Contacts Bradley Berman New York (212) 336-4177 firstname.lastname@example.org Lloyd Harmetz New York (212) 468-8061 email@example.com
Hillel Cohn Los Angeles (213) 892-5251 firstname.lastname@example.org Anna Pinedo New York (212) 468-8179 email@example.com
Henry Fields Los Angeles (213) 892-5275 firstname.lastname@example.org
Oliver Ireland Washington, D.C. (202) 778-1614 email@example.com
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Guide 3. 1. 2. 3.
STATISTICAL DISCLOSURE BY BANK HOLDING COMPANIES GENERAL INSTRUCTIONS
This Guide applies to the description of business portions of those bank holding company registration statements for which financial statements are required. Information furnished in accordance with this Guide should generally be presented in tabular form in the order appearing below. However, an alternative presentation, such as inclusion of the information in Management's Discussion and Analysis, may be used if in management's opinion such presentation would be more meaningful to investors. When the term "reported period" is used in the Guide, it refers to each of the periods described below: (a) each of the last three fiscal years of the registrant, except as is provided in paragraphs (b)
and (c) below; (b) each of the last five fiscal years of the registrant with respect to Items III and IV, except as is
provided in paragraph (c) below; (c) each of the last two fiscal years with respect to all items, if the registrant had assets of less
than $200,000,000 or net worth of $10,000,000 or less as of the end of its latest fiscal year; and (d) any additional interim period necessary to keep the information from being misleading. The reported period shall not include an additional interim period under paragraph (d) above merely because an income statement is presented for such additional interim period, but the report period shall include such an additional period if a material change in the information presented or the trend evidenced thereby has occurred. Unless otherwise indicated, averages called for by the Guide are daily averages. Where the collection of data on a daily average basis would involve unwarranted or undue burden or expense, weekly or month-end averages may be used, provided such averages are representative of the operations of the registrant. The basis used for presenting averages need be stated only if not presented on a daily average basis. Some of the information called for by the Guide which is prospective in nature may not be available on a historical basis. The staff should be advised of such situations prior to filing and if the requested information is unavailable and cannot be compiled without unwarranted or undue burden or expense, the requirement that such information be furnished may be waived. If possible, reasonably comparable data should be furnished instead. If certain requested information will not be available with respect to period s to be covered in future filings subject to the Guide, this should also be brought to the staff's attention.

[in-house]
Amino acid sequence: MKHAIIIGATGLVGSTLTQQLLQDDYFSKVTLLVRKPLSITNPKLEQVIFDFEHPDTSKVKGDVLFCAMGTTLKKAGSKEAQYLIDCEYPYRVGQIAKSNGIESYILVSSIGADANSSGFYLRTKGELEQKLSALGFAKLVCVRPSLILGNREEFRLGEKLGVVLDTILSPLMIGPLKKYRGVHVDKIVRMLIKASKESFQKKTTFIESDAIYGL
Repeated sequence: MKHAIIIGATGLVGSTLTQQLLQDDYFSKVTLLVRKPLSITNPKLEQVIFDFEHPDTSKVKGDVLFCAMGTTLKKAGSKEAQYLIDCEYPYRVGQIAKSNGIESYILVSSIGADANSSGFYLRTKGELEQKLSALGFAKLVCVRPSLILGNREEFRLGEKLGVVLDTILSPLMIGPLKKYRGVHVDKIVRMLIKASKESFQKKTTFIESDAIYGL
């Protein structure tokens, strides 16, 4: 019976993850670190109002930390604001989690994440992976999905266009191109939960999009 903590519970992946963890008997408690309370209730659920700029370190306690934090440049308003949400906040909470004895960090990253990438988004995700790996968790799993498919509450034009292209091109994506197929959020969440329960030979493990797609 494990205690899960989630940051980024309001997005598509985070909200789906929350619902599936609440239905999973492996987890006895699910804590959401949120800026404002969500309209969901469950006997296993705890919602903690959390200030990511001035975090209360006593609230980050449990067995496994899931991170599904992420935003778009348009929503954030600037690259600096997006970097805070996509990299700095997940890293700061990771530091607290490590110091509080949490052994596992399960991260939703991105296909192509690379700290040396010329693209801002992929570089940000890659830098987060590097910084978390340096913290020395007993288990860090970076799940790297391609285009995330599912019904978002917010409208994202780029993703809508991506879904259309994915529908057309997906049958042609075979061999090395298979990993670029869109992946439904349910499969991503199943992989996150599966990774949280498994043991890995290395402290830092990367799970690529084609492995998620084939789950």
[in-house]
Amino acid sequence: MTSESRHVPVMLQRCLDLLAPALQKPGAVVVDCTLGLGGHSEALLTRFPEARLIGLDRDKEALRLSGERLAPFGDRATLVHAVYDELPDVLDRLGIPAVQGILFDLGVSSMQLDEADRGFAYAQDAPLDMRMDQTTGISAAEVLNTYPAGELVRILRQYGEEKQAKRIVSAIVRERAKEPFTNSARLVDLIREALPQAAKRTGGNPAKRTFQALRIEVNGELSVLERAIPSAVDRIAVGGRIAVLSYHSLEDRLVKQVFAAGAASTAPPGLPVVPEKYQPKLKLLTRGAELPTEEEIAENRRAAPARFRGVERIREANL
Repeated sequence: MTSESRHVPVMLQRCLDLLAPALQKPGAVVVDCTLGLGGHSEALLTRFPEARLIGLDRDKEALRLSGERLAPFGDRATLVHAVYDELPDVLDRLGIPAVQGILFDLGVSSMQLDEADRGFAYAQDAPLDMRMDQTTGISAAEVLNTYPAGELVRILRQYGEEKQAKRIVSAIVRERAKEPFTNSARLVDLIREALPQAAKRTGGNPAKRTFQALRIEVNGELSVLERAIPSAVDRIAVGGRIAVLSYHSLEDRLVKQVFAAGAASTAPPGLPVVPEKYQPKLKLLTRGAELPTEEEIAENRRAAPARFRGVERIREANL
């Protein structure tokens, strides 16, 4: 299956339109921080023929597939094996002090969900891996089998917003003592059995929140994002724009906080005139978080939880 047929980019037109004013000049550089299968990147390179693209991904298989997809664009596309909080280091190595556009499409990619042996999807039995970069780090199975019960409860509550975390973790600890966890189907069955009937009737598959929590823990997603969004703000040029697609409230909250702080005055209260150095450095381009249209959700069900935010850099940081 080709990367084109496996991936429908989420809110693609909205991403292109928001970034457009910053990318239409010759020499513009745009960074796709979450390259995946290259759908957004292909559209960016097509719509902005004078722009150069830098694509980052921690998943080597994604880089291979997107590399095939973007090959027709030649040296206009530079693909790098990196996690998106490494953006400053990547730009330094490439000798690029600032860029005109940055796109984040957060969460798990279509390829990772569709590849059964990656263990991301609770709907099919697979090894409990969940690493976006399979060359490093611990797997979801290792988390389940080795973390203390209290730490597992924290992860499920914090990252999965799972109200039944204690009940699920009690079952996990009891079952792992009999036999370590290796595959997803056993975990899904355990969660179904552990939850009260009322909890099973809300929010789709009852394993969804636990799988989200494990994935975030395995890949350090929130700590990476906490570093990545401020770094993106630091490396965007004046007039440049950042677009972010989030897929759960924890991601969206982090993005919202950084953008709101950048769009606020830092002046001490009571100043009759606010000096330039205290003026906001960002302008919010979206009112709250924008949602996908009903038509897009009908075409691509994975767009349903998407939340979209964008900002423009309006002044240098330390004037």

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6. The disclosure requirements of the Guide are also applicable to foreign registrants to the extent the requested information is available. If the information is unavailable and cannot be compiled without unwarranted or undue burden or expense, this should be brought to the staff's attention. [NOTE: In evaluating the reasonableness of assertions by registrants that the compilation of requested information, such as historical data or daily averages, would involve an unwarranted or undue burden or expense, the staff takes into consideration, among other factors, the size of the registrant, the estimated costs of compiling the data, the electronic data processing capacity of the registrant, and efforts in process to obtain the information in future periods.]